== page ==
Until the relevant decisions have been made, the financial services industry is practically a no-deal. However, according to calculations by the London administrative authority, this accounts for 10.5 percent of all UK tax revenues. At the same time, around 40 percent of UK financial services provided abroad are in the EU. However, we also see an opportunity for areas in which no equivalence is granted. The British government can then deviate from the EU requirements at its own discretion and increase competitiveness without fear of customs consequences from the monetary union.
In many areas, trade will remain subdued as long as the corona restrictions are in place. At the same time, many British companies replenished their stocks before December 31, and the British border authority apparently does not want to apply the new customs regulations until June 2021. These factors will initially mask the consequences of the UK's withdrawal from the internal market and the customs union, so that the longer-term regulatory effects of the Brexit agreement will only become fully apparent once the corona pandemic is finally behind us.
From today's perspective, there is an estimated 70 percent clarity about how the trade in goods will work in the long term. However, once all the open issues are resolved, some companies may ultimately conclude that trading cross-border is too costly for them.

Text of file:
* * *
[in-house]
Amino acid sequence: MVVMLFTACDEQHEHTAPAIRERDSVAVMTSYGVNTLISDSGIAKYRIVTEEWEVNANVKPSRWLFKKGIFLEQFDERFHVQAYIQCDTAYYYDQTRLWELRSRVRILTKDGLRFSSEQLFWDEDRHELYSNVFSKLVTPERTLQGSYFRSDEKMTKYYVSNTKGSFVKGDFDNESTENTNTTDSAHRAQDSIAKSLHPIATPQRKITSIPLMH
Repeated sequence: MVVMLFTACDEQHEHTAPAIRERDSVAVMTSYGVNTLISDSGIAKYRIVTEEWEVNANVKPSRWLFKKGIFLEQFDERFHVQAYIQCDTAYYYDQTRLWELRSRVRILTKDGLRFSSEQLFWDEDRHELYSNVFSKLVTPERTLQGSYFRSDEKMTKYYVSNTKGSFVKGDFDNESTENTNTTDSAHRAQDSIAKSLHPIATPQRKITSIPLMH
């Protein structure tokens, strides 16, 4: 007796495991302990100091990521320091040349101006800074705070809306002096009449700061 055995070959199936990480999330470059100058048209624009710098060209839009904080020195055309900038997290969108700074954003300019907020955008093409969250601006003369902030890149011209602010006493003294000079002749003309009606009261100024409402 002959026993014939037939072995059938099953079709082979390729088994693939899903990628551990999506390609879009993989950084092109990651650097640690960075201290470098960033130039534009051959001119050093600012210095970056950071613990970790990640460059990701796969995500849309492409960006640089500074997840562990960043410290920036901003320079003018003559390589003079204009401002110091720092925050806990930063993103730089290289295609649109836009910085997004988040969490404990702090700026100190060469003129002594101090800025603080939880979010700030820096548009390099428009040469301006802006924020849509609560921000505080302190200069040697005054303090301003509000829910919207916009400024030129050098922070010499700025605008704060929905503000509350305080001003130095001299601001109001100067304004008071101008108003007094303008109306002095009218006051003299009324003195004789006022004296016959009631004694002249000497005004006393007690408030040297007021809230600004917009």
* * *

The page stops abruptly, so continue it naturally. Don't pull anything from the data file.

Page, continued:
In the service sector, negotiations on market access are likely to continue for some time. It remains to be seen how far the Memorandum of Understanding between the EU and Great Britain will go in March - if it comes about. However, Brussels is likely to be hesitant with further equivalence agreements, which is why it could take a while before there is clarity for cross-border financial services.
An extraordinary change - and an opportunity
In the short term, the economic outlook for Great Britain depends primarily on the costs of the switch to Brexit and the further course of the corona pandemic. Despite the higher stockpiling, the restricted movement of goods and people due to the pandemic, and the relatively loose border controls, the adjustment costs in the manufacturing sector should be clearly felt in the first quarter of 2021, which should put gilt yields and the pound under pressure.
The abolition of the EU law could increase working hours in the UK
The working time directive resulted in fewer hours worked per week
As of December 31, 2019.
Source: OCED / Haver Analytics.
At the same time, the UK is making significantly faster progress in vaccinating its population than the euro zone, which is why it should be able to lift the restrictions sooner - provided that no new, vaccine-resistant virus mutations are found. If the UK can ease restrictions three to four weeks earlier than the eurozone, the pound should see a boost against the US dollar. At the same time, gilt yields are likely to rise by spring as investors turn to riskier investments.
The UK's exit from the EU marks a historic change in the trade regime and it will be a long time before a new economic equilibrium is achieved. The barriers to trade explained are likely to burden the UK gross domestic product in the medium term. At the same time, however, positive impulses could also be released if the government knows how to use its new regulatory freedom wisely. She would have various options for doing this.